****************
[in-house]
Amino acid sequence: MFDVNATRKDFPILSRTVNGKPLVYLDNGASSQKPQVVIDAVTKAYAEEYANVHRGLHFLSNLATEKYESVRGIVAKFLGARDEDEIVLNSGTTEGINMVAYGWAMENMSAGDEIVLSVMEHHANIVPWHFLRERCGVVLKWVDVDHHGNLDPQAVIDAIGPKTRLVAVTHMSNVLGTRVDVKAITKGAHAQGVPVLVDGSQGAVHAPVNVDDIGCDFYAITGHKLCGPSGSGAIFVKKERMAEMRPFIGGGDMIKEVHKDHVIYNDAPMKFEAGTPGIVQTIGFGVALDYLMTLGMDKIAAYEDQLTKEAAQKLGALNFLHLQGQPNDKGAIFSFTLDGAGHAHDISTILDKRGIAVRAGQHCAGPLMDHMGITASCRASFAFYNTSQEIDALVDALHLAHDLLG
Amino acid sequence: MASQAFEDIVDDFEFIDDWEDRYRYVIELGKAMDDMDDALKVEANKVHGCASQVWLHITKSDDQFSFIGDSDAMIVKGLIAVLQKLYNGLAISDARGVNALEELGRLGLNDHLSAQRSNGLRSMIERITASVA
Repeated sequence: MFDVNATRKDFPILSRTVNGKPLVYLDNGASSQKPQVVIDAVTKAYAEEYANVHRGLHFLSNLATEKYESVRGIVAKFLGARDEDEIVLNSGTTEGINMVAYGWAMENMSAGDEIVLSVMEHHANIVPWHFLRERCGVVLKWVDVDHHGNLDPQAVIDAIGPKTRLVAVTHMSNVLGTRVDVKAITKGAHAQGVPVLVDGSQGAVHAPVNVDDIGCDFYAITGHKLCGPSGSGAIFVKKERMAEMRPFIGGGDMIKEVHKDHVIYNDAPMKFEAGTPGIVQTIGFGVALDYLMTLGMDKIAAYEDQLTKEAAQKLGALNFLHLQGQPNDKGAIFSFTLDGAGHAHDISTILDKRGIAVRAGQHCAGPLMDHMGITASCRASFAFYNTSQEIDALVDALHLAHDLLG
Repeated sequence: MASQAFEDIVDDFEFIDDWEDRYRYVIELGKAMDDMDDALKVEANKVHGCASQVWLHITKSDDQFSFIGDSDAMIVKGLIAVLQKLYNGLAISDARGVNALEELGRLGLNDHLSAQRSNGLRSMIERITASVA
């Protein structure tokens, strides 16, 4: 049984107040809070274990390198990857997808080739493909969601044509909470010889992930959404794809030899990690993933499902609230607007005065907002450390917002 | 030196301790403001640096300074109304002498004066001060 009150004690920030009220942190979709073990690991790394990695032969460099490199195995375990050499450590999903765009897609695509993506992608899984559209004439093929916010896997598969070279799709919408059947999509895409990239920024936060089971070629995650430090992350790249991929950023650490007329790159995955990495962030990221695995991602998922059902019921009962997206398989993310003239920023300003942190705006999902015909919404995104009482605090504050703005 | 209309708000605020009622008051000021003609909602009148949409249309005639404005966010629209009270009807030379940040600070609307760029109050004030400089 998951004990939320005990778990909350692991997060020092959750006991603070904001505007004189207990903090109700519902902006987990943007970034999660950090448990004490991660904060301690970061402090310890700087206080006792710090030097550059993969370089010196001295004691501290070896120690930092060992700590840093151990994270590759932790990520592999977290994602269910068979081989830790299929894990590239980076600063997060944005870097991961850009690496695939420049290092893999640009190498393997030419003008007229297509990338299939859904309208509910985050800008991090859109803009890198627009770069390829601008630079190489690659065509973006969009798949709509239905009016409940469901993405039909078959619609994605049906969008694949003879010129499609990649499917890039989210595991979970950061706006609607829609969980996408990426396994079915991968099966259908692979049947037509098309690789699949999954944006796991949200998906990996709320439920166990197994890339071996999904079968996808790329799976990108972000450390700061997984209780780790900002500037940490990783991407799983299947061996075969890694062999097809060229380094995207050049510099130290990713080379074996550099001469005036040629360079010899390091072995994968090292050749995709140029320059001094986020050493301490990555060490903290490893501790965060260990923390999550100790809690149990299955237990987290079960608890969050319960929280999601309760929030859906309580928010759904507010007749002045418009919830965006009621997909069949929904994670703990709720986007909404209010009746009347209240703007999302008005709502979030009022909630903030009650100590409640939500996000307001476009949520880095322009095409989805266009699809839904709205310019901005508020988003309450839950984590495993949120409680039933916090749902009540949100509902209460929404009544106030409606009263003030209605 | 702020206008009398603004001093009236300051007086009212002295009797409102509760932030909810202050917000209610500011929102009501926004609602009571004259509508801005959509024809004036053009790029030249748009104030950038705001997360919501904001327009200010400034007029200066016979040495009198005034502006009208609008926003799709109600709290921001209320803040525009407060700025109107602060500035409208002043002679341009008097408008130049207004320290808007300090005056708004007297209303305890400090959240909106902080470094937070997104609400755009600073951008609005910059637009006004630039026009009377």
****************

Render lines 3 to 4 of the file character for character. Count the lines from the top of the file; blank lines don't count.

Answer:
Amino acid sequence: MASQAFEDIVDDFEFIDDWEDRYRYVIELGKAMDDMDDALKVEANKVHGCASQVWLHITKSDDQFSFIGDSDAMIVKGLIAVLQKLYNGLAISDARGVNALEELGRLGLNDHLSAQRSNGLRSMIERITASVA
Repeated sequence: MFDVNATRKDFPILSRTVNGKPLVYLDNGASSQKPQVVIDAVTKAYAEEYANVHRGLHFLSNLATEKYESVRGIVAKFLGARDEDEIVLNSGTTEGINMVAYGWAMENMSAGDEIVLSVMEHHANIVPWHFLRERCGVVLKWVDVDHHGNLDPQAVIDAIGPKTRLVAVTHMSNVLGTRVDVKAITKGAHAQGVPVLVDGSQGAVHAPVNVDDIGCDFYAITGHKLCGPSGSGAIFVKKERMAEMRPFIGGGDMIKEVHKDHVIYNDAPMKFEAGTPGIVQTIGFGVALDYLMTLGMDKIAAYEDQLTKEAAQKLGALNFLHLQGQPNDKGAIFSFTLDGAGHAHDISTILDKRGIAVRAGQHCAGPLMDHMGITASCRASFAFYNTSQEIDALVDALHLAHDLLG